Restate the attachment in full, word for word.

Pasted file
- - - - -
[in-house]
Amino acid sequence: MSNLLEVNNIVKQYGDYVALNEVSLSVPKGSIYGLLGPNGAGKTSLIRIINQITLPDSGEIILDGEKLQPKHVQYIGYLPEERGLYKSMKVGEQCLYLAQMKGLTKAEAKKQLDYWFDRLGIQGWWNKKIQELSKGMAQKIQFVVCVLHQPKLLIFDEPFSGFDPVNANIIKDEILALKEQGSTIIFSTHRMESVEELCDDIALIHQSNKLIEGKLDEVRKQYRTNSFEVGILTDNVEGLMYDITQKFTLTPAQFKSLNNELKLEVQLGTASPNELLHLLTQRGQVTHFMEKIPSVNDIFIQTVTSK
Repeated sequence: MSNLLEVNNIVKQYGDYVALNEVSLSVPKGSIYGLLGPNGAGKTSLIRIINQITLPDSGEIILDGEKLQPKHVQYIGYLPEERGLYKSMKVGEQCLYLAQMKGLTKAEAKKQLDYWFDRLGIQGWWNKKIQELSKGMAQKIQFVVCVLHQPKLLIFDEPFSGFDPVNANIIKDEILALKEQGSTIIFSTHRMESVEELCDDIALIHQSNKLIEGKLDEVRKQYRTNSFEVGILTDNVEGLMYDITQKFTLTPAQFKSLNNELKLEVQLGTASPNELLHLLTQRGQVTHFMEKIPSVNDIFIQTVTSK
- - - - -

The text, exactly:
[in-house]
Amino acid sequence: MSNLLEVNNIVKQYGDYVALNEVSLSVPKGSIYGLLGPNGAGKTSLIRIINQITLPDSGEIILDGEKLQPKHVQYIGYLPEERGLYKSMKVGEQCLYLAQMKGLTKAEAKKQLDYWFDRLGIQGWWNKKIQELSKGMAQKIQFVVCVLHQPKLLIFDEPFSGFDPVNANIIKDEILALKEQGSTIIFSTHRMESVEELCDDIALIHQSNKLIEGKLDEVRKQYRTNSFEVGILTDNVEGLMYDITQKFTLTPAQFKSLNNELKLEVQLGTASPNELLHLLTQRGQVTHFMEKIPSVNDIFIQTVTSK
Repeated sequence: MSNLLEVNNIVKQYGDYVALNEVSLSVPKGSIYGLLGPNGAGKTSLIRIINQITLPDSGEIILDGEKLQPKHVQYIGYLPEERGLYKSMKVGEQCLYLAQMKGLTKAEAKKQLDYWFDRLGIQGWWNKKIQELSKGMAQKIQFVVCVLHQPKLLIFDEPFSGFDPVNANIIKDEILALKEQGSTIIFSTHRMESVEELCDDIALIHQSNKLIEGKLDEVRKQYRTNSFEVGILTDNVEGLMYDITQKFTLTPAQFKSLNNELKLEVQLGTASPNELLHLLTQRGQVTHFMEKIPSVNDIFIQTVTSK